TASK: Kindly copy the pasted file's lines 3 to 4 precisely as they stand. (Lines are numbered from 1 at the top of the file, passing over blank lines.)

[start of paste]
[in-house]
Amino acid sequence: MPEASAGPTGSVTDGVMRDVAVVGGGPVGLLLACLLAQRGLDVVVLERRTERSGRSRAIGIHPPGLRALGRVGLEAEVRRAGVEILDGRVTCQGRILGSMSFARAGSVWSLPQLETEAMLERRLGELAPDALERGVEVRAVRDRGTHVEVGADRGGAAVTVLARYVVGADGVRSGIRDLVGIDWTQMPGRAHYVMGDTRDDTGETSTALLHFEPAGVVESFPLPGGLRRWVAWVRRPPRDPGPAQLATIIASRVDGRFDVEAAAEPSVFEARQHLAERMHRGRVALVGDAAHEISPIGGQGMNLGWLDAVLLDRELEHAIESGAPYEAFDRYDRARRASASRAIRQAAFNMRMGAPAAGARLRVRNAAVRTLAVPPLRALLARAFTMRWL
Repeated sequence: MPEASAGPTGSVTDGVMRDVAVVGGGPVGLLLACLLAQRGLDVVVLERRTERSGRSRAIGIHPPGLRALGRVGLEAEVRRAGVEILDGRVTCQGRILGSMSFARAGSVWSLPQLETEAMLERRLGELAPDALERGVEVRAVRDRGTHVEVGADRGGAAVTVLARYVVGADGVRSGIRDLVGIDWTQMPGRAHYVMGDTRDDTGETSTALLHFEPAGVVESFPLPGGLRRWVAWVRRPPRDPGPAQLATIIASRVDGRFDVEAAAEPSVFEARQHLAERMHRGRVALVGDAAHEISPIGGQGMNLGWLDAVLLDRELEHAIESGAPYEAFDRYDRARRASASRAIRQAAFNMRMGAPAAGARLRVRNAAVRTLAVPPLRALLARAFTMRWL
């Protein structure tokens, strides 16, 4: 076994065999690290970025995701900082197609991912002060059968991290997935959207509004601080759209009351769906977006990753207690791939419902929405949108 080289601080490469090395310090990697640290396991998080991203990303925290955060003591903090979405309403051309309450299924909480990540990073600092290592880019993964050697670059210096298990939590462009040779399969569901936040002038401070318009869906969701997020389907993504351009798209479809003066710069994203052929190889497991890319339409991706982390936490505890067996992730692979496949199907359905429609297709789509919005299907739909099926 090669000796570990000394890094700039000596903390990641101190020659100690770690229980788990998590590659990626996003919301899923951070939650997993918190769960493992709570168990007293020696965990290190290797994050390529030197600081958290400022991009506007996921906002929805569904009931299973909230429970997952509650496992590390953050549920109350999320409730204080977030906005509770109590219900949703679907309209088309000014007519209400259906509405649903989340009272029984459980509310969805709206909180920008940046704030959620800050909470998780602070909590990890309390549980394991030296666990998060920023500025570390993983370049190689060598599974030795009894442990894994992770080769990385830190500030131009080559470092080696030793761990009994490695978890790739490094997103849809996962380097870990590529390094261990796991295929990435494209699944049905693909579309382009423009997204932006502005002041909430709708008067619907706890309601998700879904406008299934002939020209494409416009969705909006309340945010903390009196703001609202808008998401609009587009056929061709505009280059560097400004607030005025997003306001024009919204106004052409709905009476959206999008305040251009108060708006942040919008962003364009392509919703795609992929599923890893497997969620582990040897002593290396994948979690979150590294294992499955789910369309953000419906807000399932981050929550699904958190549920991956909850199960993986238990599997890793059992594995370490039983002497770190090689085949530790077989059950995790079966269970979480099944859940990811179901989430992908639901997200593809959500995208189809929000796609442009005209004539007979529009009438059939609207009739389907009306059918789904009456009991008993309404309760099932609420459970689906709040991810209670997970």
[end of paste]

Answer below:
Repeated sequence: MPEASAGPTGSVTDGVMRDVAVVGGGPVGLLLACLLAQRGLDVVVLERRTERSGRSRAIGIHPPGLRALGRVGLEAEVRRAGVEILDGRVTCQGRILGSMSFARAGSVWSLPQLETEAMLERRLGELAPDALERGVEVRAVRDRGTHVEVGADRGGAAVTVLARYVVGADGVRSGIRDLVGIDWTQMPGRAHYVMGDTRDDTGETSTALLHFEPAGVVESFPLPGGLRRWVAWVRRPPRDPGPAQLATIIASRVDGRFDVEAAAEPSVFEARQHLAERMHRGRVALVGDAAHEISPIGGQGMNLGWLDAVLLDRELEHAIESGAPYEAFDRYDRARRASASRAIRQAAFNMRMGAPAAGARLRVRNAAVRTLAVPPLRALLARAFTMRWL
């Protein structure tokens, strides 16, 4: 076994065999690290970025995701900082197609991912002060059968991290997935959207509004601080759209009351769906977006990753207690791939419902929405949108 080289601080490469090395310090990697640290396991998080991203990303925290955060003591903090979405309403051309309450299924909480990540990073600092290592880019993964050697670059210096298990939590462009040779399969569901936040002038401070318009869906969701997020389907993504351009798209479809003066710069994203052929190889497991890319339409991706982390936490505890067996992730692979496949199907359905429609297709789509919005299907739909099926 090669000796570990000394890094700039000596903390990641101190020659100690770690229980788990998590590659990626996003919301899923951070939650997993918190769960493992709570168990007293020696965990290190290797994050390529030197600081958290400022991009506007996921906002929805569904009931299973909230429970997952509650496992590390953050549920109350999320409730204080977030906005509770109590219900949703679907309209088309000014007519209400259906509405649903989340009272029984459980509310969805709206909180920008940046704030959620800050909470998780602070909590990890309390549980394991030296666990998060920023500025570390993983370049190689060598599974030795009894442990894994992770080769990385830190500030131009080559470092080696030793761990009994490695978890790739490094997103849809996962380097870990590529390094261990796991295929990435494209699944049905693909579309382009423009997204932006502005002041909430709708008067619907706890309601998700879904406008299934002939020209494409416009969705909006309340945010903390009196703001609202808008998401609009587009056929061709505009280059560097400004607030005025997003306001024009919204106004052409709905009476959206999008305040251009108060708006942040919008962003364009392509919703795609992929599923890893497997969620582990040897002593290396994948979690979150590294294992499955789910369309953000419906807000399932981050929550699904958190549920991956909850199960993986238990599997890793059992594995370490039983002497770190090689085949530790077989059950995790079966269970979480099944859940990811179901989430992908639901997200593809959500995208189809929000796609442009005209004539007979529009009438059939609207009739389907009306059918789904009456009991008993309404309760099932609420459970689906709040991810209670997970």